Many landlords and property managers have concerns about their tenants owning pets, and chances are, you've come across some strict pet policies in your time as a renter. But what if your four-legged friend is more than a pet, and also serves as your emotional support animal?
Under the Fair Housing Act, your landlord must (at minimum) consider all reasonable requests for assistance animals to avoid being penalized for discriminatory behavior. But first, you have to understand if your animal qualifies.
The language surrounding assistance animals can be confusing, and terms are often used interchangeably: Emotional support animal, service animal, assistance animal, guide animal, comfort animal, psychiatric service animal, etc.
Typically, assistance animals are broken into the following two categories.
According to the Americans with Disabilities Act (ADA), a true service animal is trained to provide assistance to an owner who has a disability. The tasks or services performed by the animal must be directly related to the owner's disability. Examples include a dog trained to alert a diabetic owner when their blood sugar is low or a dog trained to detect the onset of a seizure in a person with epilepsy.
Emotional support animals or therapy animals are both terms used to describe companion animals that alleviate symptoms and provide comfort to owners with conditions like anxiety, depression, autism or post-traumatic stress disorder.
The key difference between the two is the training and certification that service animals receive, which companion animals typically do not. Service animals are trained by experts and have a reputation for being generally well behaved and unlikely to cause damage or disruption. These expert certifications may help put landlords who would otherwise not allow pets at ease.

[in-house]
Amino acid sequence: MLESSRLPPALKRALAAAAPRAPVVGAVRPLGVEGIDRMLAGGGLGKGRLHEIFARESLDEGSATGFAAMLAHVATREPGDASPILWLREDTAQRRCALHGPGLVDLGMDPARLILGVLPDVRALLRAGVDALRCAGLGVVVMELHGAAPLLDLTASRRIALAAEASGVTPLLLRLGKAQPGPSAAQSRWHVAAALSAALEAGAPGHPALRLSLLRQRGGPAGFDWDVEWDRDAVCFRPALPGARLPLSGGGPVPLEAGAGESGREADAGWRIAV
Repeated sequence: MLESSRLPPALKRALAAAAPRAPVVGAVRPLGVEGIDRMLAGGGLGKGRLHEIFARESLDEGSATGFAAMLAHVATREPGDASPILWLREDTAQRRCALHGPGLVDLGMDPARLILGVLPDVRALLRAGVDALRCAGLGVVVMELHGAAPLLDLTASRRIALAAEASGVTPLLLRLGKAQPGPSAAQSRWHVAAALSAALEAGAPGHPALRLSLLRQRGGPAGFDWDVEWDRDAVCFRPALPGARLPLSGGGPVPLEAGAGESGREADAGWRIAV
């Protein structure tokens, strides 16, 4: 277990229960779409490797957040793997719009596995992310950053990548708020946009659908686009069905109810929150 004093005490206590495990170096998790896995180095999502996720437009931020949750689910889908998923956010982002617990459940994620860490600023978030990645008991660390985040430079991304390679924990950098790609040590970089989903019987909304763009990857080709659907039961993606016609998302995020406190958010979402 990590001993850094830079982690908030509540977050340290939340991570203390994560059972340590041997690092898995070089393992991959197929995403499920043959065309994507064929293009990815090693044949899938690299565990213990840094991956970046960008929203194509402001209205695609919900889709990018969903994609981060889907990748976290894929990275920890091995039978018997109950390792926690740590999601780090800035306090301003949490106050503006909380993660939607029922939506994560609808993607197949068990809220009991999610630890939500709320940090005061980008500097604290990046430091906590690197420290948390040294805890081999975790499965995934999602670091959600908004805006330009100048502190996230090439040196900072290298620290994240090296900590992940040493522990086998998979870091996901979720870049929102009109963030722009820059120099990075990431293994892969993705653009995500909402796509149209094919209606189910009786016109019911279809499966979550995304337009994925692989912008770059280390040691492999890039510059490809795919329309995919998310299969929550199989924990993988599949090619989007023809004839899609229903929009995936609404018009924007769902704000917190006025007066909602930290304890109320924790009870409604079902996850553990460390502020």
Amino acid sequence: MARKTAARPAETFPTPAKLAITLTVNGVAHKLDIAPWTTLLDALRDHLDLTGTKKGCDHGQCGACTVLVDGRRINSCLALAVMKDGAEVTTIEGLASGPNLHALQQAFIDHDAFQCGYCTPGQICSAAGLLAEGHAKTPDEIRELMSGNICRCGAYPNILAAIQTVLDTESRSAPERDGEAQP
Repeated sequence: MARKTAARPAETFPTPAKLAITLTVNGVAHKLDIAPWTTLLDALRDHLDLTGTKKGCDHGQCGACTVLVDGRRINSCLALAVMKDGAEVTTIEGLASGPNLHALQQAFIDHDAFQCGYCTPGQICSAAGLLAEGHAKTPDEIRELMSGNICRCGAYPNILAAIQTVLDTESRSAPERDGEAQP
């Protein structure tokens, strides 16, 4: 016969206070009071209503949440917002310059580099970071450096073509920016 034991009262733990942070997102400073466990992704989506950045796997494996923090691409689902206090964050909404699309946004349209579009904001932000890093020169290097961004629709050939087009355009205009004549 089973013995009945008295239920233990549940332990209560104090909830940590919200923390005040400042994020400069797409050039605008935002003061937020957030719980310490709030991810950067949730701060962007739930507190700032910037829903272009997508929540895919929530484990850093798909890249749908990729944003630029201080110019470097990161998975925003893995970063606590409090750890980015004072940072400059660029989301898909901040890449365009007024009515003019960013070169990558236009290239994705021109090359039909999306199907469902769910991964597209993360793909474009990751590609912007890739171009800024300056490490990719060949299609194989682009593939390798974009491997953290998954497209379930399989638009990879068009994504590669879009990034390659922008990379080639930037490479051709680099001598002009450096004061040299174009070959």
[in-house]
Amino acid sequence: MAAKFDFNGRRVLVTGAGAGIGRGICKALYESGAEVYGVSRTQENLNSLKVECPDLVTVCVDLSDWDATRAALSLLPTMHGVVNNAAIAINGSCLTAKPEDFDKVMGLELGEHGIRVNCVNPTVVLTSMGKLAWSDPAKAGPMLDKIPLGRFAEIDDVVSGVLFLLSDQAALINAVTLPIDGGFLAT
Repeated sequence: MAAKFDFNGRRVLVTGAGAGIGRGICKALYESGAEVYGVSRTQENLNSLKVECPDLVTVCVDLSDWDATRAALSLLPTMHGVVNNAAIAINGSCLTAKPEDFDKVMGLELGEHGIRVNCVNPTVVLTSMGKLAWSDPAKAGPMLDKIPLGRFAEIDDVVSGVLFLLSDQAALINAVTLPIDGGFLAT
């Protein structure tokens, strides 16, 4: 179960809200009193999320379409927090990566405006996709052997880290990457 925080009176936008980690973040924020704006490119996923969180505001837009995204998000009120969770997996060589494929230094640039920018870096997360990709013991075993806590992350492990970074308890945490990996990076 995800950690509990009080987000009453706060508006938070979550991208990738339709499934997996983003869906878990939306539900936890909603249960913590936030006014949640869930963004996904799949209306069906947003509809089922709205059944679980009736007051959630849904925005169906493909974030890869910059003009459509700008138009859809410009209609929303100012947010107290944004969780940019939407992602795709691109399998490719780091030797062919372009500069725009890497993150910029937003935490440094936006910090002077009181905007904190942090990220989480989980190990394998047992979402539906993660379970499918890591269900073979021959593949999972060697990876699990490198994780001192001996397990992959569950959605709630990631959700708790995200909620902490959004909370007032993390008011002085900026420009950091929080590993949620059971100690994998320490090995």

Because companion animals have not usually been professionally trained or certified, they don't qualify as service animals under the ADA. Therefore, they may not be given the same consideration by landlords, just as they aren't given the same opportunities to be with their owners in public places where pets are prohibited.
Understanding whether or not your companion animal or emotional support animal qualifies as a service animal is the first step towards understanding your rights — and your animal's rights — as a renter.
Although the ADA views companion animals differently than service animals, Federal Fair Housing laws treat the two similarly. Tenants with emotional support animals do have rights to reasonable accommodations under the Fair Housing Act (FHA), as enforced by the U.S. Department of Housing and Urban Development (HUD).
You may qualify for reasonable accommodations for a disability if the following conditions outlined by the FHA and ADA are present:
If a landlord or property manager prohibits pets at a property, as a renter with a disability, you may request reasonable accommodations in order for your emotional support animal to live with you. This means you'll ask your landlord to change or make an exception to an existing rule or policy to create an equal opportunity for you to live in the unit. Turn to HUD for further guidance on reasonable accommodation claims for emotional support animals.
Tenant requests for emotional support animals are legally enforceable if the renter qualifies for reasonable accommodation. An emotional support animal is not just a pet, and therefore landlords may not look at them as such.
Numerous laws have been put in place to protect the privacy of renters with disabilities while ensuring they receive fair housing opportunities. Rules and regulations vary from state to state, so be sure to research your state's specific laws.